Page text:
Coordination Between Financial Regulators

The director also highlighted the need for coordination between financial regulators to identify, punish and deter repeat offenders. For example, the director stated that the Bureau will work with partner agencies to ensure that each agency’s orders are “not treated as suggestions” by the entities or individuals subject to those orders. This engagement will be facilitated by new units the Bureau plans to establish within its supervision and enforcement divisions to focus on detecting and punishing repeat offenders.

Non-Monetary, Structural Remedies

In addition to citing the Bureau’s statutory authority to seek “limits on the activities or functions of persons,” the director cited a number of specific non-monetary, structural remedies that financial regulators should consider when dealing with repeat offenders. Those remedies include:

  • Capping a company’s size or growth
  • Limiting or banning specific company business lines or practices
  • Requiring a company to divest certain product lines
  • Limiting a company’s leverage or requiring the company to raise equity capital
  • Revoking government-granted privileges such as registrations

While some of these remedies arguably could fall within the Bureau’s authority to seek “limits on the activities or functions of persons,” others would require other federal or state financial regulators to take action—either independently or in concert with the CFPB. The director acknowledged this fact and, as an example, cited the Bureau’s intention to deepen its collaboration with state licensing officials so that states can ascertain whether licenses held by repeat offenders should be suspended.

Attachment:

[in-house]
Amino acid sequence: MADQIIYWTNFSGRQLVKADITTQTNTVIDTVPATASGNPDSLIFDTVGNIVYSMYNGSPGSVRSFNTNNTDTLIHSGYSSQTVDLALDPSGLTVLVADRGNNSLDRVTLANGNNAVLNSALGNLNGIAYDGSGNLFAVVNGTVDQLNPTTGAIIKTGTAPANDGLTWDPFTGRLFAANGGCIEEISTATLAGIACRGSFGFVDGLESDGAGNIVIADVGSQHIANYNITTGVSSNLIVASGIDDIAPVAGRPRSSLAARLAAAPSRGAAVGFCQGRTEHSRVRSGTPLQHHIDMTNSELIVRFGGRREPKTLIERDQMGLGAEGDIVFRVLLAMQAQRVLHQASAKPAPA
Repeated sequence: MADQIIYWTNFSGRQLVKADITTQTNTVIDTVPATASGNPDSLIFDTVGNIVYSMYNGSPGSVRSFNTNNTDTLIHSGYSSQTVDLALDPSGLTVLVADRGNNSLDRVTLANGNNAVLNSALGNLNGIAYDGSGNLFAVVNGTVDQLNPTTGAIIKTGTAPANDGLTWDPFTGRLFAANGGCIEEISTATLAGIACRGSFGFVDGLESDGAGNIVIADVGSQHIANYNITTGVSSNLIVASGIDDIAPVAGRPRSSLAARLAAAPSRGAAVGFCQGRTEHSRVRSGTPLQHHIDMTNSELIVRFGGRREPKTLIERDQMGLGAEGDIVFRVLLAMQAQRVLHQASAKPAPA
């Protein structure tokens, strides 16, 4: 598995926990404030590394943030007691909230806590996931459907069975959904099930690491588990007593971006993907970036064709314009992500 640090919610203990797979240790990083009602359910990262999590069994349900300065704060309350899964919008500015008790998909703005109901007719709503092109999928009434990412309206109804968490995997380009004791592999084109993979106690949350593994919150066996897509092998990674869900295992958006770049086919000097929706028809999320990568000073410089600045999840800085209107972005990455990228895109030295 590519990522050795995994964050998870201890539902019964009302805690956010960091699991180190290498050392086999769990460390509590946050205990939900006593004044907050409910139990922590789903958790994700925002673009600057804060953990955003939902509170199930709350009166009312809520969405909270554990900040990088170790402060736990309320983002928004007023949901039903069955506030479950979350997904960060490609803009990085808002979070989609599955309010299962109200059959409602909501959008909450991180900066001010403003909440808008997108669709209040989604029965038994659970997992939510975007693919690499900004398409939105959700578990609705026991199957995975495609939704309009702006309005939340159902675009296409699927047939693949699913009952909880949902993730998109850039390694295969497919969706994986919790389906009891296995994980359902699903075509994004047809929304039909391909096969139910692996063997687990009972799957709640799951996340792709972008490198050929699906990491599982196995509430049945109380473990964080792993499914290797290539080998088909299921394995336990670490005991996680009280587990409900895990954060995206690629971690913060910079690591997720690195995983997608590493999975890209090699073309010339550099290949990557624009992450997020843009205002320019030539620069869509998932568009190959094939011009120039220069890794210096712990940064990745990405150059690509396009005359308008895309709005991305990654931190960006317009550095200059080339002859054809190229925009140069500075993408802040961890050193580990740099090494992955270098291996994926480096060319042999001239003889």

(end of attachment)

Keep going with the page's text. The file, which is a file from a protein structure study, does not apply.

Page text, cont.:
In addition to seeking remedies against entities, the director also emphasized the importance of holding individuals accountable for repeat offenses, regardless of the size of the related institution:

Where individuals play a role in repeat offenses and order violations, it may be appropriate for regulatory agencies and law enforcers to charge these individuals and disqualify them. Dismissal of senior management and board directors, and lifetime occupational bans should also be more frequently deployed in enforcement actions involving large firms . . . When it comes to individuals, we also need to pay close attention to executive compensation incentives. Important remedies for restoring law and order may include clawbacks, forfeitures, and other changes to executive compensation, including where we tie up compensation for longer periods of time and use that deferred compensation as the first pot of money to pay fines.